Israeli army in no rush to go fully robotic

Still 30 years from robot ground troops.

Israel is around 30 years away from its ambition of deploying robot forces, and for now will choose between three prototypes of semi-automated armoured vehicles to cocoon its troops in battle, defence officials said on Sunday.

Israel has long eyed a future robot army as a means of reducing the use of soldiers on its combustible fronts with Gaza, Lebanon and Syria, just as its air force increasingly relies on robotic drones.

The country draws most of its military personnel from teenage conscripts.

An unveiling of Israel’s newly-developed operating suites for ground fighting vehicles made clear it plans to keep soldiers at the controls, albeit entirely insulated from the outside: Hatches battened, the cabins will have smart-screens, fed by outside cameras and sensors, instead of windows or ports.

“Now the people will be sitting in the tank, it’s closed, they are far better protected, and they can advance without worrying about snipers or other things,” said Brigadier-General Yaniv Rotem, head of the Defence Ministry’s development unit.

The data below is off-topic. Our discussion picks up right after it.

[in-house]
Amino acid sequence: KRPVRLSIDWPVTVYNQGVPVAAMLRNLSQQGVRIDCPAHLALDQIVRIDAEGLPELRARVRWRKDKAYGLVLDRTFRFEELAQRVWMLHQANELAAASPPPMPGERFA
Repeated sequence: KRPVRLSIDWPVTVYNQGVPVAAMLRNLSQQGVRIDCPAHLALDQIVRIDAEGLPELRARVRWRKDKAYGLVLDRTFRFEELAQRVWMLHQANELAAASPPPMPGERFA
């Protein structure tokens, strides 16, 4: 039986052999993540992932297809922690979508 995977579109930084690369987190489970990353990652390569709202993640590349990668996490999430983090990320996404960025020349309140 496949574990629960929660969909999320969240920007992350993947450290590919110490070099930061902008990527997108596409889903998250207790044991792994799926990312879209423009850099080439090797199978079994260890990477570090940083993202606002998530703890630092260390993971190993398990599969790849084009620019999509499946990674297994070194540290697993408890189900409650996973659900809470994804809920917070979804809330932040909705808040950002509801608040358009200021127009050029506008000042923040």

The prototype suites, designed by Israel’s top three defence firms as they compete for an army tender, include artificial intelligence systems billed as spotting enemy fighters and directing the vehicle’s counter-fire at them automatically.

Asked why Israel was not eliminating human involvement entirely and operating the vehicles remotely, Rotem told reporters: “At the end of the day, it is the man in the vehicle who takes the decision. You need someone who thinks more than a machine.”

The Defence Ministry, he said, was separately devoting “a lot of discussion” to a potential robot army of the future.

“Our vision (is), 30 years from now, a lot of autonomous capability,” he said.

Read the article by Dan Williams in IT News.